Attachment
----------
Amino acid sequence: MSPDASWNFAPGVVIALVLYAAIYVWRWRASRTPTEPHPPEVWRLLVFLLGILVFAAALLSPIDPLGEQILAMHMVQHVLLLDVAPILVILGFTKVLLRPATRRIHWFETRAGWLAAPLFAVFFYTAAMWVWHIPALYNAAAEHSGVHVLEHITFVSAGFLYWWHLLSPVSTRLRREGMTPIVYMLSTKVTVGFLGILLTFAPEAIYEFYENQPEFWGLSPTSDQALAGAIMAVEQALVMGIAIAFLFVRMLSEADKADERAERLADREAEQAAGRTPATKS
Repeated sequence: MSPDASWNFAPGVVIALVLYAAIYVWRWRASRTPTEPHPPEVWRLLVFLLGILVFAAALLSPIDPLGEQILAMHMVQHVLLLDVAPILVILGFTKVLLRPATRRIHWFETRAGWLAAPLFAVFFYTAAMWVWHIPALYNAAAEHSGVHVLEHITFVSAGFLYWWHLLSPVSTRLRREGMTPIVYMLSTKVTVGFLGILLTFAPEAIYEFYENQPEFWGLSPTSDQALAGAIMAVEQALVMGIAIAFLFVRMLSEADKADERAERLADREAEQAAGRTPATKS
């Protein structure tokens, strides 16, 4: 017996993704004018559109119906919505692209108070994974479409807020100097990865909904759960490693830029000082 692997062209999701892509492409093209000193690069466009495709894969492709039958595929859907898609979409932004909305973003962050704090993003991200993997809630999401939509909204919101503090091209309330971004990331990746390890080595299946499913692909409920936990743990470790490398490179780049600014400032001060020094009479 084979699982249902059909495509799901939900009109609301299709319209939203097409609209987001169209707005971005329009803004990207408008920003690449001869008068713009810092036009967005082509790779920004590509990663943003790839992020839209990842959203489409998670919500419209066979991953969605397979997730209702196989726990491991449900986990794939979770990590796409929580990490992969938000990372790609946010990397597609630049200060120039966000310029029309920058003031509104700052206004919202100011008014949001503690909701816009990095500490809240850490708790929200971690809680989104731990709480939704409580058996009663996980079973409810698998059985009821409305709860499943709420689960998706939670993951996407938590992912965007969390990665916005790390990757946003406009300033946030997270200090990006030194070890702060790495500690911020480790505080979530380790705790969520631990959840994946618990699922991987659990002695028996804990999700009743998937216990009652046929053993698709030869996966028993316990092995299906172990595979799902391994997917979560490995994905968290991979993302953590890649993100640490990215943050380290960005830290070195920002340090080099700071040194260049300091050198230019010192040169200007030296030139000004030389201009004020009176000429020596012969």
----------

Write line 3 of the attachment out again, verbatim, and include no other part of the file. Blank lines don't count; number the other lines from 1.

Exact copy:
């Protein structure tokens, strides 16, 4: 017996993704004018559109119906919505692209108070994974479409807020100097990865909904759960490693830029000082 692997062209999701892509492409093209000193690069466009495709894969492709039958595929859907898609979409932004909305973003962050704090993003991200993997809630999401939509909204919101503090091209309330971004990331990746390890080595299946499913692909409920936990743990470790490398490179780049600014400032001060020094009479 084979699982249902059909495509799901939900009109609301299709319209939203097409609209987001169209707005971005329009803004990207408008920003690449001869008068713009810092036009967005082509790779920004590509990663943003790839992020839209990842959203489409998670919500419209066979991953969605397979997730209702196989726990491991449900986990794939979770990590796409929580990490992969938000990372790609946010990397597609630049200060120039966000310029029309920058003031509104700052206004919202100011008014949001503690909701816009990095500490809240850490708790929200971690809680989104731990709480939704409580058996009663996980079973409810698998059985009821409305709860499943709420689960998706939670993951996407938590992912965007969390990665916005790390990757946003406009300033946030997270200090990006030194070890702060790495500690911020480790505080979530380790705790969520631990959840994946618990699922991987659990002695028996804990999700009743998937216990009652046929053993698709030869996966028993316990092995299906172990595979799902391994997917979560490995994905968290991979993302953590890649993100640490990215943050380290960005830290070195920002340090080099700071040194260049300091050198230019010192040169200007030296030139000004030389201009004020009176000429020596012969």